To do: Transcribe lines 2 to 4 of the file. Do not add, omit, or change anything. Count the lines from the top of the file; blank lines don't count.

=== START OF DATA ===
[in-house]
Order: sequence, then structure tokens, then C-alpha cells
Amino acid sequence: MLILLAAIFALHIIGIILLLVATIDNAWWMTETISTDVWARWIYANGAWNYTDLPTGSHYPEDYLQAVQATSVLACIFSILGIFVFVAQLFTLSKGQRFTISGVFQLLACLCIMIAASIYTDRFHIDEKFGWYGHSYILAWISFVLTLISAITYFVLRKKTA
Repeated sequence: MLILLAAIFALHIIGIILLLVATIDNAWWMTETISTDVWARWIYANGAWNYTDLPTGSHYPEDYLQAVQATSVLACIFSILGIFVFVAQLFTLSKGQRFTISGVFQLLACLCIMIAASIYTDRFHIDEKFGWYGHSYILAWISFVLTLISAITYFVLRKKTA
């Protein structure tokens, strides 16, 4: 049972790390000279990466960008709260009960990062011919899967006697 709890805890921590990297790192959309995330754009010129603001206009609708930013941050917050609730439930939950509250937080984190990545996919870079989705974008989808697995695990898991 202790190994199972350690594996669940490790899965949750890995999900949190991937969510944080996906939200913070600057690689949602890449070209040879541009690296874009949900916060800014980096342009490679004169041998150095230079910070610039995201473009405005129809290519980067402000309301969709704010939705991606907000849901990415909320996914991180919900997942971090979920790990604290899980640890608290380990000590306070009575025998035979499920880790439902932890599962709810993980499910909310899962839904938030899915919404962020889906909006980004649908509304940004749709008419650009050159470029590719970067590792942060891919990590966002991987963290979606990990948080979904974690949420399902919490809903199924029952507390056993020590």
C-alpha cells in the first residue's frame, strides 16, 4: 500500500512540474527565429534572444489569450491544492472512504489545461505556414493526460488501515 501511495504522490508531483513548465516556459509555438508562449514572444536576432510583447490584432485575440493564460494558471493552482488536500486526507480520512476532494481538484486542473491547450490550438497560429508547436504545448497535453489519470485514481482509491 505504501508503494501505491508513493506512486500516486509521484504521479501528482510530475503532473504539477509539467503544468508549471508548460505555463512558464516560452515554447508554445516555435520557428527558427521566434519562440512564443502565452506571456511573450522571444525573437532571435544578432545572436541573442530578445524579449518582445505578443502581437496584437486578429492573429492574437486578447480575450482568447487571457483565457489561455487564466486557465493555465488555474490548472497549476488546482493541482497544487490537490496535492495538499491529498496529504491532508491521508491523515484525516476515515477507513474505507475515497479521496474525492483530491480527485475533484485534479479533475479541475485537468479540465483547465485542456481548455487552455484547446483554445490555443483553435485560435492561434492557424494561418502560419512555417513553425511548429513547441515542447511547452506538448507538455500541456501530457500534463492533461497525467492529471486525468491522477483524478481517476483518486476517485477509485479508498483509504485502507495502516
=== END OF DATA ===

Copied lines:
Order: sequence, then structure tokens, then C-alpha cells
Amino acid sequence: MLILLAAIFALHIIGIILLLVATIDNAWWMTETISTDVWARWIYANGAWNYTDLPTGSHYPEDYLQAVQATSVLACIFSILGIFVFVAQLFTLSKGQRFTISGVFQLLACLCIMIAASIYTDRFHIDEKFGWYGHSYILAWISFVLTLISAITYFVLRKKTA
Repeated sequence: MLILLAAIFALHIIGIILLLVATIDNAWWMTETISTDVWARWIYANGAWNYTDLPTGSHYPEDYLQAVQATSVLACIFSILGIFVFVAQLFTLSKGQRFTISGVFQLLACLCIMIAASIYTDRFHIDEKFGWYGHSYILAWISFVLTLISAITYFVLRKKTA